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Seen & Heard: How would you assess media coverage of the BP oil spill in the Gulf of Mexico?

By Billy O'Keefe

By Carolina Hidalgo

“The master narrative was dominated by official releases, and there wasn’t nearly enough on-the-ground reporting.” — Spencer Morris, a recent graduate of San Francisco State University

“It was very thorough for a two-month period, but now is the time when we really need to think about and cover the issues.” — Kenneth Irby, visual journalism group leader and diversity director, Poynter Institute

“There was a lot of spin, which is unfortunate when we’re reporting on a story of that magnitude.” — Tom Haraldsen, The Valley Journals and president of SPJ’s Utah Headliners Chapter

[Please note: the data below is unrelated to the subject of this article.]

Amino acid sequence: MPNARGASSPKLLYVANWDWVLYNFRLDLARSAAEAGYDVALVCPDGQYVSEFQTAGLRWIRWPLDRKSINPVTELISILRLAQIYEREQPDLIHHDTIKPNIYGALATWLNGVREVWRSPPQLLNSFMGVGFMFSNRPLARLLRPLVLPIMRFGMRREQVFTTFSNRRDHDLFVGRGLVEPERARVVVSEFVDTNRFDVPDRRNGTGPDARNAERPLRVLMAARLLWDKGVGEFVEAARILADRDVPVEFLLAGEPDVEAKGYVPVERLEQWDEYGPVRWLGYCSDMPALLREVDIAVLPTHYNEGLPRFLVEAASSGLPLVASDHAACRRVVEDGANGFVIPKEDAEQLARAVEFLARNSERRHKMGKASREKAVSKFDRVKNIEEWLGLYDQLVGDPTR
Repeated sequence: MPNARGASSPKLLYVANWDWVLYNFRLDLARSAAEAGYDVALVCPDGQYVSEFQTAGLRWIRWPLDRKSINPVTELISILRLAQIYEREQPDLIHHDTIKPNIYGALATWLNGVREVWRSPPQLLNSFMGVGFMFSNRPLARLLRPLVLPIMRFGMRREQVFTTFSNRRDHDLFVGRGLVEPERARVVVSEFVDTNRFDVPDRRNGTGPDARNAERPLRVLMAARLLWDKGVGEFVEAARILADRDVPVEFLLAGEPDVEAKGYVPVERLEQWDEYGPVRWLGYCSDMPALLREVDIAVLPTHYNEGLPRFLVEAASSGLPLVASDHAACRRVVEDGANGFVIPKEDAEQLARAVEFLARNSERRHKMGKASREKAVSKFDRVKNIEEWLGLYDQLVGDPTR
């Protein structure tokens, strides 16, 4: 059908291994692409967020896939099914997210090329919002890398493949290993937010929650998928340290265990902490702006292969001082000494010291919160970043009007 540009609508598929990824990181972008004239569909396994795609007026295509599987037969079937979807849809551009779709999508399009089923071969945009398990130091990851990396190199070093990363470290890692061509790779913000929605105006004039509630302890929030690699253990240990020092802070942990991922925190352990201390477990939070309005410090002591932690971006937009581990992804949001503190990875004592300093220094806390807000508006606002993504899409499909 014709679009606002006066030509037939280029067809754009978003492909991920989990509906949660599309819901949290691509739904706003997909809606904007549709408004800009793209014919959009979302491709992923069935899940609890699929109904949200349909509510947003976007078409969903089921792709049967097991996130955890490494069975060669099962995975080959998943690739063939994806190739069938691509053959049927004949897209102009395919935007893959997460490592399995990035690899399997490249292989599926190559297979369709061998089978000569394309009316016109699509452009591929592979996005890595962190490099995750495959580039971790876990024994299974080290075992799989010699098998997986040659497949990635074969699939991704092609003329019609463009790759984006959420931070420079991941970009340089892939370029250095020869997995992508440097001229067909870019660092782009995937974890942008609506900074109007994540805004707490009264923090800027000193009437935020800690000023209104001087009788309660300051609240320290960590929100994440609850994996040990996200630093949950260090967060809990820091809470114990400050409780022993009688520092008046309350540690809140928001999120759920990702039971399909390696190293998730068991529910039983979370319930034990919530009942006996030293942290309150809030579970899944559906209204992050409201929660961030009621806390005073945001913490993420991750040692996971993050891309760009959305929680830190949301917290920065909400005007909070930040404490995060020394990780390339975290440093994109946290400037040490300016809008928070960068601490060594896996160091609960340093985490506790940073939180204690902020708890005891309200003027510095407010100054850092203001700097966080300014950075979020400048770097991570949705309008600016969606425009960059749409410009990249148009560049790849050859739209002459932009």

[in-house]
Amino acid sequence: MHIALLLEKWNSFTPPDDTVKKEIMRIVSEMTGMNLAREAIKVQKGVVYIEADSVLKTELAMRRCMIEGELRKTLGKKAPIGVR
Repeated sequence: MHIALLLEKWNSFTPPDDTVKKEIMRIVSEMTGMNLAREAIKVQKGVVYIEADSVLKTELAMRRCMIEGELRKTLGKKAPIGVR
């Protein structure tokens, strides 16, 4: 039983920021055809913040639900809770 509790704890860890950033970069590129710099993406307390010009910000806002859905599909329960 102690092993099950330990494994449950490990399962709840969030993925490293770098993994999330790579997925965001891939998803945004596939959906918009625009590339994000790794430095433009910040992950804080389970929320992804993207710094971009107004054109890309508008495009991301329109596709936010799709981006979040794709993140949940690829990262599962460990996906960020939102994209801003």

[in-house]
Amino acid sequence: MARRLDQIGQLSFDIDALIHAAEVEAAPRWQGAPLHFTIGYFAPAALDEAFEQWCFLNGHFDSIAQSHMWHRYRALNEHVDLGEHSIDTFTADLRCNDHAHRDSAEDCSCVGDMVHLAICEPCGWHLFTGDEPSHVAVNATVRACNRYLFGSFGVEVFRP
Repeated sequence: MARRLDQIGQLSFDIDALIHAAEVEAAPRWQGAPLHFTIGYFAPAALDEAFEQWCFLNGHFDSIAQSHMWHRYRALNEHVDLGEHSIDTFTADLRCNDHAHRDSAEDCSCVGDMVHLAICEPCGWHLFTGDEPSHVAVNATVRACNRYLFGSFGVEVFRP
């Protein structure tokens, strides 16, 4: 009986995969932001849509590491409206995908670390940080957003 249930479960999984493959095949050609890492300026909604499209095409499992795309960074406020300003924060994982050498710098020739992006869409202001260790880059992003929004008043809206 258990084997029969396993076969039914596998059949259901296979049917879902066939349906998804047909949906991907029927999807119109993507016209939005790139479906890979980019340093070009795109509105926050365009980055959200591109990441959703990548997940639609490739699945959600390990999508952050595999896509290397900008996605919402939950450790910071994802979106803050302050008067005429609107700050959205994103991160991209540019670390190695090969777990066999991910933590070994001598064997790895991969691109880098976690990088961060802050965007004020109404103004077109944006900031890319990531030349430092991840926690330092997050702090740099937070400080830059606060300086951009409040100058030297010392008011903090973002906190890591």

“In the beginning, the press was giving BP a little bit of a break. We should have jumped on the deeper issues sooner. But I think the day-to-day coverage was good.” — Nancy Cook Lauer, Hilo bureau chief, West Hawaii Today

“The press helped people realize the effects … what is going to happen after everything is cleaned up. There was a lot of multimedia and info-graphs, a lot of information that people wouldn’t get normally.” — Chrissy Ashack, a junior and yearbook editor at Indiana University